The New Shapes of Garden Produce

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Last summer I found myself with a dozen pumpkins and no plans for what to do with them. I ended up giving some away, and using the rest for porch decorations. After a couple of hard freezes, they were ready for the compost heap from which they sprouted about a year ago. I retrieved some seeds (a messy job after the pumpkins go soft) because I have real plans for them this year. I'm going to experiment with geometric pumpkins!

The first time you see square watermelons, your instinct may shout "Photoshop!" but they are really square. Not a genetic variant, these are made the old-fashioned way. They are grown in boxes, and take the cubic shape gradually as they grow. It's a labor-intensive process, but the end result fits nicely in a refrigerator, and wastes no space in the truck. And they won't roll around! They've been growing them in Japan for years, because space is at a premium. The watermelons are at premium prices, too.

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To achieve such results, you have to have a proper box, made of tempered glass or durable plastic. Transparent boxes are best, or else you won't know exactly when to harvest, or even worse, waste your equipment on a rotten fruit! K-mac Plastics sells boxes especially designed to grow watermelons in, complete with proper drainage.

Keep reading for even stranger shapes

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If you can grow cubic watermelons, why not other shapes? The next phase would be pyramid-shaped watermelons. And if you can grow pyramids, why not face-shaped watermelons? It's been done.

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The idea can be carried over to other types of garden produce. Have you ever heard of a cubecumber? The shape is even more impressive when you slice them for unsuspecting guests.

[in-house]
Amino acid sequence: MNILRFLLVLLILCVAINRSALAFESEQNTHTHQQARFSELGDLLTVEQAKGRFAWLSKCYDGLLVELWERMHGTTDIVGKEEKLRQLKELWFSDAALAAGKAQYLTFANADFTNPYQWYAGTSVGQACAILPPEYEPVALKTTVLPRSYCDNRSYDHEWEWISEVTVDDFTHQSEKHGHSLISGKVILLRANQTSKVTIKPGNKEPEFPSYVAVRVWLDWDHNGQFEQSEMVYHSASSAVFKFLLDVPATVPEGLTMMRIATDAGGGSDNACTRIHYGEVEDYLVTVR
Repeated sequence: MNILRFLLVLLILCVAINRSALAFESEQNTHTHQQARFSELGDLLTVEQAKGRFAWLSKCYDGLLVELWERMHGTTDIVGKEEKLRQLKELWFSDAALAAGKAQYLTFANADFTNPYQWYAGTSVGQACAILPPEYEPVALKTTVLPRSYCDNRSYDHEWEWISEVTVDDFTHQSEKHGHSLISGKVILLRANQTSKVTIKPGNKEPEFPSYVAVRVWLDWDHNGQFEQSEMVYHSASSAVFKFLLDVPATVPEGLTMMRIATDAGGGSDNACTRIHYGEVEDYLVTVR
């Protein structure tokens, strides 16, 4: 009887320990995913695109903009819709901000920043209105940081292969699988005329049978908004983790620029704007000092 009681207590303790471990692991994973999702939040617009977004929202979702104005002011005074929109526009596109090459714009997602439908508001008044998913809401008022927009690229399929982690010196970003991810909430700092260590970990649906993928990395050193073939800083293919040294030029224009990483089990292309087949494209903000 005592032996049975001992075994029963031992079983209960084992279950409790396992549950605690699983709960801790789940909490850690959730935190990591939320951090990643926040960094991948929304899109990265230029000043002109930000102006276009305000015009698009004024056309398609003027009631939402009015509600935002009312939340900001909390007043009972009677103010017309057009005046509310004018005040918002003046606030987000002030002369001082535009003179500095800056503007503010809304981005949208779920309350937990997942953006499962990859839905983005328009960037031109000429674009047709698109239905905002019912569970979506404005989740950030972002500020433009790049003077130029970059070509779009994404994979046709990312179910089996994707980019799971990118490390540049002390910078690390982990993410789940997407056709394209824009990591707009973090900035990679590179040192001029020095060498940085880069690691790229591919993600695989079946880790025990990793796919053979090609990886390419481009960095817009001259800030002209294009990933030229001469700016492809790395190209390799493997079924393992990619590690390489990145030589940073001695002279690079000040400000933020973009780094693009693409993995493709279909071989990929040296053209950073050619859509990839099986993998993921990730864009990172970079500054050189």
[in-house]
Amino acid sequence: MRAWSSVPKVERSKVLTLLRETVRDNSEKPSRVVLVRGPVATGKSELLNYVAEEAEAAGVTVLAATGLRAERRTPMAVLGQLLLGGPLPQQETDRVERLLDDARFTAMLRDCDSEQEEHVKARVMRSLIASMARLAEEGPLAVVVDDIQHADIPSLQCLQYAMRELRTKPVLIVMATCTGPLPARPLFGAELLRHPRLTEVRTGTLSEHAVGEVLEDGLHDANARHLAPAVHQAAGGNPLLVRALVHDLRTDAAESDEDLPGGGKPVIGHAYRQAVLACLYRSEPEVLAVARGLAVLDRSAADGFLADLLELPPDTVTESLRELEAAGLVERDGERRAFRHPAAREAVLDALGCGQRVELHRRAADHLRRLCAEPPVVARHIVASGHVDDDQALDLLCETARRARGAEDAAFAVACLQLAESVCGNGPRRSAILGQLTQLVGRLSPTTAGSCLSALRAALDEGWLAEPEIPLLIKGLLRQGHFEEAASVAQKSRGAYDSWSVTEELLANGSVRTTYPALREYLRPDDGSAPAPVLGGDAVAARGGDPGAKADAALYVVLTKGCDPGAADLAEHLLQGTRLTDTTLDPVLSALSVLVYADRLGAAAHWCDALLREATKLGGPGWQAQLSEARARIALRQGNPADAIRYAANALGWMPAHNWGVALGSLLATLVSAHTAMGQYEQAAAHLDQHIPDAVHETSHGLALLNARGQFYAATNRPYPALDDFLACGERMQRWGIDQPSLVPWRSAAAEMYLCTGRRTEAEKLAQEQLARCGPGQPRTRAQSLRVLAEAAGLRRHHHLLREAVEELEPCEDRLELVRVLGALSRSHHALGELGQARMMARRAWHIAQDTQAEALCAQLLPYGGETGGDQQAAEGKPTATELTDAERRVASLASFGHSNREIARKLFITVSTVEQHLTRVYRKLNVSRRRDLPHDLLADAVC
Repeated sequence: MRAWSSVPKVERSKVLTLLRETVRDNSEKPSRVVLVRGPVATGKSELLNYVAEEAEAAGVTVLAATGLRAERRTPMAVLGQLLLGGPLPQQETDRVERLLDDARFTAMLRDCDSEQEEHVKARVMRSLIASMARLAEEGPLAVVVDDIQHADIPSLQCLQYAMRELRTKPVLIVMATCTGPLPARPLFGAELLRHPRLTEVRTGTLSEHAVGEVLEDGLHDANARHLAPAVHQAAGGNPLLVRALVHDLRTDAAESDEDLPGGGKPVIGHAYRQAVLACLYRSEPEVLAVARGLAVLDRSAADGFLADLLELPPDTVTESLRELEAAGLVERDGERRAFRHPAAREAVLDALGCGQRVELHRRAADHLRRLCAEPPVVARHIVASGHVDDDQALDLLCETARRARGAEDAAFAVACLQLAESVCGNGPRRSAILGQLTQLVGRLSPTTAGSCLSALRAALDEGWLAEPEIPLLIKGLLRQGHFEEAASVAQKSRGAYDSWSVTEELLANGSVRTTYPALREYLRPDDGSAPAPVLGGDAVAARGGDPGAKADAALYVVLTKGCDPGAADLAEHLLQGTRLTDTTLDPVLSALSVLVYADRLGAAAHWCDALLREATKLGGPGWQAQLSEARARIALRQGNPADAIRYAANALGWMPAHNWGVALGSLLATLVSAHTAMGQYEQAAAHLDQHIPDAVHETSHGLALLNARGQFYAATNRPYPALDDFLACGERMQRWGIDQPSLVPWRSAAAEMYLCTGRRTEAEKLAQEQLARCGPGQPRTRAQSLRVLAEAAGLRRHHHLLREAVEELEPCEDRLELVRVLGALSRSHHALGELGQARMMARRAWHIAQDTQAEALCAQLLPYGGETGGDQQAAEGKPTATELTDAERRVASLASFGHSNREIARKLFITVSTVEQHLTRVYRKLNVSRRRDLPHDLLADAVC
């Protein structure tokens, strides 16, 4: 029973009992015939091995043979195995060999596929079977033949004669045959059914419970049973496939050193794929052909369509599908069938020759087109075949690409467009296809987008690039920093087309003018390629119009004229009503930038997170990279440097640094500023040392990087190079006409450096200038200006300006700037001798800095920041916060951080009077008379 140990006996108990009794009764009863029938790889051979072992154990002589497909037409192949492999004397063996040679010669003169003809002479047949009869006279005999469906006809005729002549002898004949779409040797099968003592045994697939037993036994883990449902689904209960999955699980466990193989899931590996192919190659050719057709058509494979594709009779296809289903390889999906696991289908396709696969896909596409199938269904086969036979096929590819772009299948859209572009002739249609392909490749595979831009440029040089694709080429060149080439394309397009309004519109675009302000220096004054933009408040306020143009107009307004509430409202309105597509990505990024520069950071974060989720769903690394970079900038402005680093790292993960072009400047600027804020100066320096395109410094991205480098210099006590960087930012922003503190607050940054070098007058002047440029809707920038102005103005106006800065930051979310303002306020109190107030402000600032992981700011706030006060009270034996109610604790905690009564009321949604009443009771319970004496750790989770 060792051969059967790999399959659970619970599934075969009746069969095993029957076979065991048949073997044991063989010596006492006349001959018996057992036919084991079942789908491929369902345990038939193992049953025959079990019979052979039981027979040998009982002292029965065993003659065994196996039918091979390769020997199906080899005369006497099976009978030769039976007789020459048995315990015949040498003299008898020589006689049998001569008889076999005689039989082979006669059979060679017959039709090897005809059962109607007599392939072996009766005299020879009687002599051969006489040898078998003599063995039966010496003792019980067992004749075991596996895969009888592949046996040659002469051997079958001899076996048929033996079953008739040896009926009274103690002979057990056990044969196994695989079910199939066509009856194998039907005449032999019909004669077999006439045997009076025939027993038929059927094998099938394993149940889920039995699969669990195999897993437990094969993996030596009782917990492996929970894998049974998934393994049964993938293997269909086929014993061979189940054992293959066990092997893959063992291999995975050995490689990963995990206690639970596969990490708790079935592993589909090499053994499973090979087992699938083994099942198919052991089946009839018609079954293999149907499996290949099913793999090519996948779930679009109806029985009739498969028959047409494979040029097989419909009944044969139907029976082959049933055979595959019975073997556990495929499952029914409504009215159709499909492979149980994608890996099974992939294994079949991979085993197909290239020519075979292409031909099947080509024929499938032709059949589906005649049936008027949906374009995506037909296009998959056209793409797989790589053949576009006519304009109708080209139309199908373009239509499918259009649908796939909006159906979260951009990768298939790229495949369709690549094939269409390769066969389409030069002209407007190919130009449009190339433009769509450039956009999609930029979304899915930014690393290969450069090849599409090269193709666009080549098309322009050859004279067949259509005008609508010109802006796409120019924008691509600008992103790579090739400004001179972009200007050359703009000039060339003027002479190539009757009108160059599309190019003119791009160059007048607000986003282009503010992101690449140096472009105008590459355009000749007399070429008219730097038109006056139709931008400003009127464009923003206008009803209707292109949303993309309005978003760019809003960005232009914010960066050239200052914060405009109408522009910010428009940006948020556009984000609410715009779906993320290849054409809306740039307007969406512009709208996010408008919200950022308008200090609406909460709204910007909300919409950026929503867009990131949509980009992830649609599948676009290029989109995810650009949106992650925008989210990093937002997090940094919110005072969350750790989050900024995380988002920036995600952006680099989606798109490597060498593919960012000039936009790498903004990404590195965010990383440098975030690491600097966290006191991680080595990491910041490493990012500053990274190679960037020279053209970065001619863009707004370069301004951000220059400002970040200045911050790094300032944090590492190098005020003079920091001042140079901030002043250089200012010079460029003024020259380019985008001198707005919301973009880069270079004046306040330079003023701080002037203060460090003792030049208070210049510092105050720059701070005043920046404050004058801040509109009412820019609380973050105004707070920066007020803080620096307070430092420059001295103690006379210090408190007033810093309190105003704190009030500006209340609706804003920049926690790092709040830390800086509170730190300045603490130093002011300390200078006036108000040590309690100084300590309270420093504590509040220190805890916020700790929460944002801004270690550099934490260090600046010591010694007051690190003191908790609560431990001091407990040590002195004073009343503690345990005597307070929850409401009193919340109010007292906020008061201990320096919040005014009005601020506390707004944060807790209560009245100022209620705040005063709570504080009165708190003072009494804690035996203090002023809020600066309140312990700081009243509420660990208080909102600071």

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You can order a kit that helps you to grow your own square tomatoes. Grow Big Strange and Nasty Plants has five projects for kids, with a giant pumpkin project and an insect-eating plant as well as a cube tomato kit.

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You can also buy molds for your garden. Vegiforms offers two-piece plastic molds with faces on them. The garden elf shape and the "pickle puss" shape work with eggplants, zucchini, and other roundish vegetables. The diamond and heart shapes are longer, and produce the shape when you slice the cucumber or squash. There's even a mold in the shape of an ear of corn, so you can disguise one vegetable as another!

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Square pumpkins have been done. John Muller won the "most beautiful pumpkin" award for his box-shaped pumpkin in 2005.

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The greenhouse at Disney EPCOT in Florida grows vegetables in the shape of (what else) Mickey Mouse.

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This photo, supposedly of "miraculous" roots that were pulled from the ground in the shape of two people, has been making the rounds for quite some time, most recently at the Daily Mail. Skeptics say they couldn't have grown that way, that they must've been carved. But the filament roots seem real. Once you know how it's done, it seems simple (but isn't). With the right mold (possibly dolls), the real miracle is getting the roots to grow so large!

I saw instructions at one time about getting a pumpkin to grow inside a square milk carton, but it seems you would have to support the outside to keep the plastic from bending. Hmm. I may experiment with getting a tomato to grow in the shape of the inside of a jar first. However I decide to do it, rest assured I will take pictures for you!

Update: I tried molding pumpkins. Here are the results.

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January 29, 2008 - 3:44am
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